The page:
Hot Summer Growing


Can orchids take the blazing hot summer days we have been having lately? Max C.


For the most part, epiphytic plants of all kinds love the Virginia summers with their high humidity, gentle breezes and warm temperatures. But this year might be the exception as triple digit thermometer readings have become the norm. Orchids are commonly found in tropical cloud forests that rarely exceed 90 degrees F.

Cultural extremes can cause ‘botanical stress’ whose symptoms vary from yellowing leaves to shriveled pseudo-bulbs to droopy flowers. Though permanent damage is not likely to occur, plants may get ‘stunted’ for a year or two before they regain their vigor again. Orchids are slow growers to begin with so it’s always advisable to give them optimum conditions so that they will bloom annually. Daily temperatures of 105 degrees F for weeks at a time will certainly stress most orchids.

There are several options available to novice growers when summers get unbearably hot. The first is to keep the plants in the shade during the heat wave. Although the light levels may be lower than normal, the far more dangerous temperature threat will be reduced. Another idea is to spray the leaves down with tepid water several times a day (cold water will ‘shock’ plants) being careful not to let any Phalaenopsis crowns remain wet at nightfall. Also, increasing the air movement around the plants can significantly lower leaf surface temperatures. Hanging plants from tree limbs or using an outside fan can assist with this effort. As a last resort, bring the plants inside until seasonal weather returns.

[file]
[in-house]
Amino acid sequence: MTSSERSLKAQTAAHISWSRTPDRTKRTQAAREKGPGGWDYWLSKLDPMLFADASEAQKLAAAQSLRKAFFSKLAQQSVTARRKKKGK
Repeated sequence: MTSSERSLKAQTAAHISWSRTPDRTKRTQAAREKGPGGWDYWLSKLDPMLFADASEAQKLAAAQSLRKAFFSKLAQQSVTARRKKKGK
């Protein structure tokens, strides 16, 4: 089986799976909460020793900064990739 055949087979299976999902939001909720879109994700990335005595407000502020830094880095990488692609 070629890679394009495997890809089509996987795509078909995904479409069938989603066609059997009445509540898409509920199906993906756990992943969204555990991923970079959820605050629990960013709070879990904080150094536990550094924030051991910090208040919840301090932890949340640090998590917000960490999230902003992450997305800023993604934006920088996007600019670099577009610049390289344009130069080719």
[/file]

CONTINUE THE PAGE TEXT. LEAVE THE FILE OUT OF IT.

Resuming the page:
Is it possible to identify an orchid from a photo? I have a plant that my mother left me when she died 30 years ago and I have never known its name. Norman H.


Plants with lost name tags are a common occurrence in the orchid world. Though the original grower always puts a ‘genera/hybrid/variety’ identification label on each plant in production, it seems that this important information often gets lost along the way. Over the years, the orchid may be re-potted and split into pieces but the owner doesn’t write a new tag for each division. Before long, there are nameless plants in circulation everywhere.

Some orchids are immediately identifiable by an expert upon sight of the flowers. Occasionally, the foliage alone yields the name. The vast majority of ‘no names’, however, remain as such due to the literally hundreds of thousands of possible hybrids in the world. A rank novice can determine the genera of common orchids strictly from the foliage. Cattleyas, Dendrobiums, and Oncidiums all have tell-tale pseudo-bulb shapes while Phalaenopsis and Paphiopedilums have uniquely tapered leaves. Even less common types such as Cymbidiums, Miltonias, and Vandas are easy to identify.

The exact hybrid name is much more challenging unless the plant was mass produced by cloning (exact duplication) in which case the variety name might also be known (Example Oncidium Sharry Baby ‘Sweet Fragrance’).

Orchids that have been out of circulation for three decades likes your mother’s plant would require an ‘expert in advanced years’ to identify. I’ll forward your picture to my father who just turned 80 and tends to his collection daily... 

Thursday, July 1, 2010 - 17:30